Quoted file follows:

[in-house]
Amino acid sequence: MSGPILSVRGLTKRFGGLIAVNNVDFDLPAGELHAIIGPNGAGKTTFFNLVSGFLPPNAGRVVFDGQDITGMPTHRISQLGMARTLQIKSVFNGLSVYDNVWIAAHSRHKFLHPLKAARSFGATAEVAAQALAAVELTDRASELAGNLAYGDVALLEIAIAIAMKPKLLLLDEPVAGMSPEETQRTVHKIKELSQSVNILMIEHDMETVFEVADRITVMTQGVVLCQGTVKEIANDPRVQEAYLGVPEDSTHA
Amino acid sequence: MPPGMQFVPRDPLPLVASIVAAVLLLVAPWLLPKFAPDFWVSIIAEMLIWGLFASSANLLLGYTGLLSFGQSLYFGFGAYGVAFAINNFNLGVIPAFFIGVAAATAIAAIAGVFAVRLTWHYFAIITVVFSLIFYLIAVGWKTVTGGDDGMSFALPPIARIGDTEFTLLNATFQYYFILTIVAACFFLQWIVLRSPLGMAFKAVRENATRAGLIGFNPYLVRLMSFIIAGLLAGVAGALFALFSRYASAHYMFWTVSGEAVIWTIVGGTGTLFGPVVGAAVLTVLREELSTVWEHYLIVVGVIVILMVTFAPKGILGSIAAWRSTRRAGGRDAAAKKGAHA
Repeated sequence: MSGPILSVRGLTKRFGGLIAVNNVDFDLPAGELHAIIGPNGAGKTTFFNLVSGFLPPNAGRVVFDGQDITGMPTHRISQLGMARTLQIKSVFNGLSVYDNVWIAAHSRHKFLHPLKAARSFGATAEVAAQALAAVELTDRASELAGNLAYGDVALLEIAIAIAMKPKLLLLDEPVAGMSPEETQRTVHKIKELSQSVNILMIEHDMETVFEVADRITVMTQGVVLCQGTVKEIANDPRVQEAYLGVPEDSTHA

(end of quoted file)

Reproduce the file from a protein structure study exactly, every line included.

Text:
[in-house]
Amino acid sequence: MSGPILSVRGLTKRFGGLIAVNNVDFDLPAGELHAIIGPNGAGKTTFFNLVSGFLPPNAGRVVFDGQDITGMPTHRISQLGMARTLQIKSVFNGLSVYDNVWIAAHSRHKFLHPLKAARSFGATAEVAAQALAAVELTDRASELAGNLAYGDVALLEIAIAIAMKPKLLLLDEPVAGMSPEETQRTVHKIKELSQSVNILMIEHDMETVFEVADRITVMTQGVVLCQGTVKEIANDPRVQEAYLGVPEDSTHA
Amino acid sequence: MPPGMQFVPRDPLPLVASIVAAVLLLVAPWLLPKFAPDFWVSIIAEMLIWGLFASSANLLLGYTGLLSFGQSLYFGFGAYGVAFAINNFNLGVIPAFFIGVAAATAIAAIAGVFAVRLTWHYFAIITVVFSLIFYLIAVGWKTVTGGDDGMSFALPPIARIGDTEFTLLNATFQYYFILTIVAACFFLQWIVLRSPLGMAFKAVRENATRAGLIGFNPYLVRLMSFIIAGLLAGVAGALFALFSRYASAHYMFWTVSGEAVIWTIVGGTGTLFGPVVGAAVLTVLREELSTVWEHYLIVVGVIVILMVTFAPKGILGSIAAWRSTRRAGGRDAAAKKGAHA
Repeated sequence: MSGPILSVRGLTKRFGGLIAVNNVDFDLPAGELHAIIGPNGAGKTTFFNLVSGFLPPNAGRVVFDGQDITGMPTHRISQLGMARTLQIKSVFNGLSVYDNVWIAAHSRHKFLHPLKAARSFGATAEVAAQALAAVELTDRASELAGNLAYGDVALLEIAIAIAMKPKLLLLDEPVAGMSPEETQRTVHKIKELSQSVNILMIEHDMETVFEVADRITVMTQGVVLCQGTVKEIANDPRVQEAYLGVPEDSTHA